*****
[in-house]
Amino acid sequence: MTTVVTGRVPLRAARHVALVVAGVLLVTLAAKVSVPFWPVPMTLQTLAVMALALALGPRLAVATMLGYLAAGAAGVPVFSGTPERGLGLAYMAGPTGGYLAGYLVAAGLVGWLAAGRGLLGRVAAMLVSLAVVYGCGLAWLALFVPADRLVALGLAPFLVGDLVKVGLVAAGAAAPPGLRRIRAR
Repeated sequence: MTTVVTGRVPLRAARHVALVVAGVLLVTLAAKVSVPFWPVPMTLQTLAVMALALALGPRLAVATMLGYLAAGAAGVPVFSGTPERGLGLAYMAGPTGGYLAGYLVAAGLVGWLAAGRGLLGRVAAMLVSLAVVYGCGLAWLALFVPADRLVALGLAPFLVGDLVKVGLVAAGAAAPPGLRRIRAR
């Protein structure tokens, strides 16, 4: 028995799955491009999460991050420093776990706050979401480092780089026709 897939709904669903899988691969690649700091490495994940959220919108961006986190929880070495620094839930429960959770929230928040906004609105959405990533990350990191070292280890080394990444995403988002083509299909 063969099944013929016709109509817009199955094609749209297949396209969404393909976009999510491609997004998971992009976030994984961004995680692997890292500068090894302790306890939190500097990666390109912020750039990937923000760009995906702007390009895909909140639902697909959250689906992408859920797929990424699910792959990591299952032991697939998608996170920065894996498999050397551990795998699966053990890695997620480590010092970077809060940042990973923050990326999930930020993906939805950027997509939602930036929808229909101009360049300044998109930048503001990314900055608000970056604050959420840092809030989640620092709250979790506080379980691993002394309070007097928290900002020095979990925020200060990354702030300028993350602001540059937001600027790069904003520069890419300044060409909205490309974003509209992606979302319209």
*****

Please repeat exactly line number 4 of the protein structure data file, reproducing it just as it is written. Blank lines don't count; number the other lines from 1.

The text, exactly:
């Protein structure tokens, strides 16, 4: 028995799955491009999460991050420093776990706050979401480092780089026709 897939709904669903899988691969690649700091490495994940959220919108961006986190929880070495620094839930429960959770929230928040906004609105959405990533990350990191070292280890080394990444995403988002083509299909 063969099944013929016709109509817009199955094609749209297949396209969404393909976009999510491609997004998971992009976030994984961004995680692997890292500068090894302790306890939190500097990666390109912020750039990937923000760009995906702007390009895909909140639902697909959250689906992408859920797929990424699910792959990591299952032991697939998608996170920065894996498999050397551990795998699966053990890695997620480590010092970077809060940042990973923050990326999930930020993906939805950027997509939602930036929808229909101009360049300044998109930048503001990314900055608000970056604050959420840092809030989640620092709250979790506080379980691993002394309070007097928290900002020095979990925020200060990354702030300028993350602001540059937001600027790069904003520069890419300044060409909205490309974003509209992606979302319209």